As for lessons I’ll take away from counting calories over Lent, it’s hard to say what the lasting ones will be. I hope that it only makes me more aware of my daily intake, and not that it makes me paranoid about calories on a long-term basis. I have enough obsessive-compulsive tendencies to deal with, I don’t need to add eating disorders to my list**!

* Calorie counts are only ever estimates, though a recent study showed that some foods could be miscalculated by 50% (though most inaccuracies are far less than that), and that the caloric value of foods can change by the way its prepared or even eaten. [More information here.]
** Most professionals do not believe that eating disorders are on the OCD spectrum, however there are many parallels and often people will suffer from both. [More information here.]


a fat frances? it could never happen! sounds like a good thing that you don’t count calories after lent is over if you think it will make you eat too little. as much as i like a slim and trim girl, there is such a thing as too slim. it can be unhealthy AND unattractive; i’d rather someone 5 or 10 pounds too heavy than to be too thin.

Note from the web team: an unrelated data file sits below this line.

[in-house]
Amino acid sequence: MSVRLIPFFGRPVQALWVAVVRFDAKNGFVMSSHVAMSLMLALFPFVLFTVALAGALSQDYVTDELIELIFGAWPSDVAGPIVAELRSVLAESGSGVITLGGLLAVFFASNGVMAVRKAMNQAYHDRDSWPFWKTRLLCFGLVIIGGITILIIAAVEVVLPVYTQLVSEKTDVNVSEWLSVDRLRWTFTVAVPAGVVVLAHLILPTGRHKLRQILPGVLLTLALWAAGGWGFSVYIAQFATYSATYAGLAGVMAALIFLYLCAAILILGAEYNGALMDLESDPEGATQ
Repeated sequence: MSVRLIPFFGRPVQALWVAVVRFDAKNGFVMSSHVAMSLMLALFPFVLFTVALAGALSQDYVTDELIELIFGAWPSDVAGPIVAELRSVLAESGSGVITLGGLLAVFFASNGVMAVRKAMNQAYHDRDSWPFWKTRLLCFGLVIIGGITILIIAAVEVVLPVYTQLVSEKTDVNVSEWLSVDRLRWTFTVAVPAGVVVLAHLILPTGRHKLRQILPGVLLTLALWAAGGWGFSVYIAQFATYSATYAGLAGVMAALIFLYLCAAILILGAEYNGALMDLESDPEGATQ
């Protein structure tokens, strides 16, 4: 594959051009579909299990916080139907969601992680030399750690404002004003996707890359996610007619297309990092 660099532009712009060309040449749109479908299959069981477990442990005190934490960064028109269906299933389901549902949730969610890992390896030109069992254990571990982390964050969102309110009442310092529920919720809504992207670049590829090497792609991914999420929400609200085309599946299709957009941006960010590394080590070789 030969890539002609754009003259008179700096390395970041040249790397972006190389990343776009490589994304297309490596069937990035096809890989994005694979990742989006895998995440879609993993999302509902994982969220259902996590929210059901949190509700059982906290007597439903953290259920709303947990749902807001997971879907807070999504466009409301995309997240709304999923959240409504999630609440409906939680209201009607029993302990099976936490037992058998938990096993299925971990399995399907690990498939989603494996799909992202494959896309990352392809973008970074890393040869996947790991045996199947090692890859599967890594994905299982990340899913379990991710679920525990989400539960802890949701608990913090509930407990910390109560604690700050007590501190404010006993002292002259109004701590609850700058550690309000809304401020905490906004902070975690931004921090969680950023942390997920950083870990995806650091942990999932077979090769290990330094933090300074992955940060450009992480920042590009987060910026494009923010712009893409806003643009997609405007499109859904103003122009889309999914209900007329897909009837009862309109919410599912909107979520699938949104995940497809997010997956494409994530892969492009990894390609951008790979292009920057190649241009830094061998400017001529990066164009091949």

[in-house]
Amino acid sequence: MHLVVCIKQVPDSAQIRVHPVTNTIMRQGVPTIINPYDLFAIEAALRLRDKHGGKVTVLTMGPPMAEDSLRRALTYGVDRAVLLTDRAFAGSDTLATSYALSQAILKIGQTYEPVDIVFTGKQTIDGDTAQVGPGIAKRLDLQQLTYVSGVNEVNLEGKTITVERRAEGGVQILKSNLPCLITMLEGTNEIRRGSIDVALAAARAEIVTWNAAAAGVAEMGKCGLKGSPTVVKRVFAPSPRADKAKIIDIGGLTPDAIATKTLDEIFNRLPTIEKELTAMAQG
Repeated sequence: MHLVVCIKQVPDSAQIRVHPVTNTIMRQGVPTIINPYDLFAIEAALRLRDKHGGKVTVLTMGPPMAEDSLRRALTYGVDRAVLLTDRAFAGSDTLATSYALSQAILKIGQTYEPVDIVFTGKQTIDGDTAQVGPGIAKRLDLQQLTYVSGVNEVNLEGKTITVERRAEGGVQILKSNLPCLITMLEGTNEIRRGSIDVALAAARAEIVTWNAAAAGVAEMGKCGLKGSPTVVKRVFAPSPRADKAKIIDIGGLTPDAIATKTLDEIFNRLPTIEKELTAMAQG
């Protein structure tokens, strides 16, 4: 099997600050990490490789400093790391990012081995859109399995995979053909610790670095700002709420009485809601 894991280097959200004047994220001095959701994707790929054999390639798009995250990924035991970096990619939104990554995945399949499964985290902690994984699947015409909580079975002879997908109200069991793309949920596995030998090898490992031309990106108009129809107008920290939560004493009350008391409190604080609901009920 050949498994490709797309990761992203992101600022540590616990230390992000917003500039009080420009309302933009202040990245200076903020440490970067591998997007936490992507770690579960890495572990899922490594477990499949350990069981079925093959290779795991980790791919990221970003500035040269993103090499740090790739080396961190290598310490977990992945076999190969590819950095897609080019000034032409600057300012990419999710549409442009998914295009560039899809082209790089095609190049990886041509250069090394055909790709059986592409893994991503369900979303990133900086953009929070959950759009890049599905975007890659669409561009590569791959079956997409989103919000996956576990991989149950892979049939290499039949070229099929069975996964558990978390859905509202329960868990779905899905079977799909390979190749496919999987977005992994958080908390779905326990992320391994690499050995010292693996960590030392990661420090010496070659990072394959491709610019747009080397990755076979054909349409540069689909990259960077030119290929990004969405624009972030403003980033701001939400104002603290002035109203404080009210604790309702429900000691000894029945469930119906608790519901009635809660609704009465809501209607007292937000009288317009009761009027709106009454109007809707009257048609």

be sure to eat enough calories though and don’t worry about those extra three here and there. we both know you’ll make up for too many calories by running or even dancing around the house.

good luck sweetie,
m&ms; candy man

by mm at 10:06am (GMT) on March 18th, 2014

Thanks, Candy Man! As you know, I’ve never been one to worry about calories so this really is a strange place I’ve found myself in. In the last few days, however, I’ve started to relax a little bit about the calorie “limit” that the counter programme has set for me. Basically, I now realise that I can go over without problems because I really do get more exercise than I realise.

Still… I am really looking forward to Easter when I will make up for all of the crisps and sweeties I’ve been missing out on!!


by Just Frances at 11:00am (GMT) on March 18th, 2014